The Newbery App review

newbery app menuThe Newbery App (Sugar Coded Apps, 2011; iOS only) is a handy resource if you’re interested in Newbery history, keeping track of which Medalists and Honor Books you’ve read, or choosing the next one to read. It’s also a fun place to test your skills.

The landing page contains the enticing phrase, “Suggest a Book to Me.” Tap it, and a short list of categories pops up: “History” (which includes both nonfiction and historical fiction), “Biography,” “Animals,” “Multi-Cultural,” Fantasy,” and “Science” (again, both fiction and non-). When you tap any of the categories, it brings up suggestions of Newbery Medal and Honor Books. The page is a good start; it narrows down the intimidatingly long list of Newbery books based on readers’ interests, which is a good way to motivate reading. But I’d love to see more categories (realistic fiction! verse novels! graphic novels!) and more results for each. Expanding this feature would also create some welcome overlap between the categories (multi-cultural history! multi-cultural verse novels!).

The app also provides lists of Medalists and Honor Books, sorted by year or alphabetically by title. On the A to Z list, tapping any title brings up a summary, with an option to share it on various platforms. Here’s where the app is at its most comprehensive and therefore handiest. Newbery history questions come up regularly in certain circles, and the Horn Book is in those circles. If we’d had this app with us at this year’s Newbery announcement, it would’ve been easy to scroll back and answer the question on everyone’s mind: what was the last picture book to win the Newbery Medal? (The answer: A Visit to William Blake’s Inn, 1983. Note: the app, last updated in iTunes in June 2015, understandably doesn’t yet include the 2016 awards.)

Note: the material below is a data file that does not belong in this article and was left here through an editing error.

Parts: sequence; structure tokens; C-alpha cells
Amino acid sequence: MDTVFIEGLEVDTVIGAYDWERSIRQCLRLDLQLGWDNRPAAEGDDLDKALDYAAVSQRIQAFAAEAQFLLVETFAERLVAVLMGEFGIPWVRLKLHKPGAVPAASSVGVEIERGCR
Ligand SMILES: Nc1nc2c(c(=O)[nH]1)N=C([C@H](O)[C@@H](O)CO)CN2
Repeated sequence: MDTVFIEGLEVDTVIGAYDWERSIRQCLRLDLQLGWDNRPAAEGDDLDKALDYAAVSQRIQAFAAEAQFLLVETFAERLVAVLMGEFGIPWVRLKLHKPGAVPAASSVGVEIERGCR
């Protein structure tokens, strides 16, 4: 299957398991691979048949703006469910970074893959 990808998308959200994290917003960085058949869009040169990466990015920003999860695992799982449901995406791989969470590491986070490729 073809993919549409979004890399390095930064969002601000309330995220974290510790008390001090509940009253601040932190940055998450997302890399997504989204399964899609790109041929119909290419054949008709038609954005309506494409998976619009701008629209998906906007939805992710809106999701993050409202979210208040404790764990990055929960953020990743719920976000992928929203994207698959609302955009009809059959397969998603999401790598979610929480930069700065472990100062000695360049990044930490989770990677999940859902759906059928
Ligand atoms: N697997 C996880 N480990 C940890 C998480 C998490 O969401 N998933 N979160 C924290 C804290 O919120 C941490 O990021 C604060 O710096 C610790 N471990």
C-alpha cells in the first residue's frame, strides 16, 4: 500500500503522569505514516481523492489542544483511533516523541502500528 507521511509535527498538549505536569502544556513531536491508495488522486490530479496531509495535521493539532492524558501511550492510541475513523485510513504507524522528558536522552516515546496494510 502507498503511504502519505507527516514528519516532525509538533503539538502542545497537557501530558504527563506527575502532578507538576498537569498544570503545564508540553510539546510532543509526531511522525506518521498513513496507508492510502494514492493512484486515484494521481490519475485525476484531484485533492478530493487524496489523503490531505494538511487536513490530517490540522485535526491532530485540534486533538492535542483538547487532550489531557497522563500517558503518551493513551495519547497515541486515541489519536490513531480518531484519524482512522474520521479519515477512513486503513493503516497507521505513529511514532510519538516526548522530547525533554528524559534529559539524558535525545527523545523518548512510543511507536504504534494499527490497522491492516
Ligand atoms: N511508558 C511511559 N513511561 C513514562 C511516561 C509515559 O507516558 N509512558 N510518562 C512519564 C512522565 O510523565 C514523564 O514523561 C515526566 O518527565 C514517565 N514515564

newbery app a to z

From the “A–Z Titles” list, you can send books to your “Read It!” list — just tap where it says “Haven’t Read It,” and it’ll change over. There’s something motivating about making a reading list that gets longer and longer. Especially when it’ll increase your knowledge and make you better at the last feature: Newbery Games. (If the phrase “Newbery maven bragging rights” didn’t sound exciting to you, you wouldn’t be reading our blog, would you?)

Choose the “Complete the Title” or “Complete the Author” game, and you’ll have a limited time to answer multiple-choice questions. I did find the design for the games a bit confusing — rather than tapping the answers, you have to tap the corresponding letters at the bottom, and you have to tap “Check” in order to move to the next question (and guess again if your answer was wrong).

newbery app game

But mostly, the games just reminded me how much I don’t know yet. Guess I’ve got some reading to do!

All in all, The Newbery App is a cool idea. I’d just love to see its recommendation feature expanded and its design streamlined.

Available for iPhone, iPad, and iPod touch (requires iOS 7.0 or later); $1.99. Recommended for intermediate and middle school users.

For more on the Newbery, see

Shoshana Flax

Shoshana Flax, associate editor of The Horn Book, Inc., is a former bookseller and holds an MFA in writing for children from Simmons University. She has served on the Boston Globe–Horn Book Award and Sydney Taylor Book Award committees.

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